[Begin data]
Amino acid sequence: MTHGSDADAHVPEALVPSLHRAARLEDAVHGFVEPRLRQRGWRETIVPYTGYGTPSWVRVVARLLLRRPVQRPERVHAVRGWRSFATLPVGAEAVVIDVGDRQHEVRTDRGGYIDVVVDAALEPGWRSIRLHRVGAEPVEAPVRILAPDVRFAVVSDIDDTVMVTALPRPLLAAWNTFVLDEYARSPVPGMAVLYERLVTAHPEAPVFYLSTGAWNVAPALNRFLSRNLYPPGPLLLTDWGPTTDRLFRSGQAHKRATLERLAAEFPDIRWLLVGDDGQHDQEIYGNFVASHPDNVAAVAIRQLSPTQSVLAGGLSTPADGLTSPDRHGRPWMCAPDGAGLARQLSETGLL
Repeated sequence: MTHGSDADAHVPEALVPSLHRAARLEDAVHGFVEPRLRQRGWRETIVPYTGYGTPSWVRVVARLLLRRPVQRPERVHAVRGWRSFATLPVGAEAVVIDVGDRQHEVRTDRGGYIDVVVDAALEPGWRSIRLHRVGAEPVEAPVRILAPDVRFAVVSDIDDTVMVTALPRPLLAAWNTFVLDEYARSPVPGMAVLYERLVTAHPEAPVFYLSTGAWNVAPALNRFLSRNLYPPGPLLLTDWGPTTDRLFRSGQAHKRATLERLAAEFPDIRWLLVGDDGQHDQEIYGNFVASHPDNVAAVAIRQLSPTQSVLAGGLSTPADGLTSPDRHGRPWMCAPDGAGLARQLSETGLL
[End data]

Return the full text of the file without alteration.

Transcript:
Amino acid sequence: MTHGSDADAHVPEALVPSLHRAARLEDAVHGFVEPRLRQRGWRETIVPYTGYGTPSWVRVVARLLLRRPVQRPERVHAVRGWRSFATLPVGAEAVVIDVGDRQHEVRTDRGGYIDVVVDAALEPGWRSIRLHRVGAEPVEAPVRILAPDVRFAVVSDIDDTVMVTALPRPLLAAWNTFVLDEYARSPVPGMAVLYERLVTAHPEAPVFYLSTGAWNVAPALNRFLSRNLYPPGPLLLTDWGPTTDRLFRSGQAHKRATLERLAAEFPDIRWLLVGDDGQHDQEIYGNFVASHPDNVAAVAIRQLSPTQSVLAGGLSTPADGLTSPDRHGRPWMCAPDGAGLARQLSETGLL
Repeated sequence: MTHGSDADAHVPEALVPSLHRAARLEDAVHGFVEPRLRQRGWRETIVPYTGYGTPSWVRVVARLLLRRPVQRPERVHAVRGWRSFATLPVGAEAVVIDVGDRQHEVRTDRGGYIDVVVDAALEPGWRSIRLHRVGAEPVEAPVRILAPDVRFAVVSDIDDTVMVTALPRPLLAAWNTFVLDEYARSPVPGMAVLYERLVTAHPEAPVFYLSTGAWNVAPALNRFLSRNLYPPGPLLLTDWGPTTDRLFRSGQAHKRATLERLAAEFPDIRWLLVGDDGQHDQEIYGNFVASHPDNVAAVAIRQLSPTQSVLAGGLSTPADGLTSPDRHGRPWMCAPDGAGLARQLSETGLL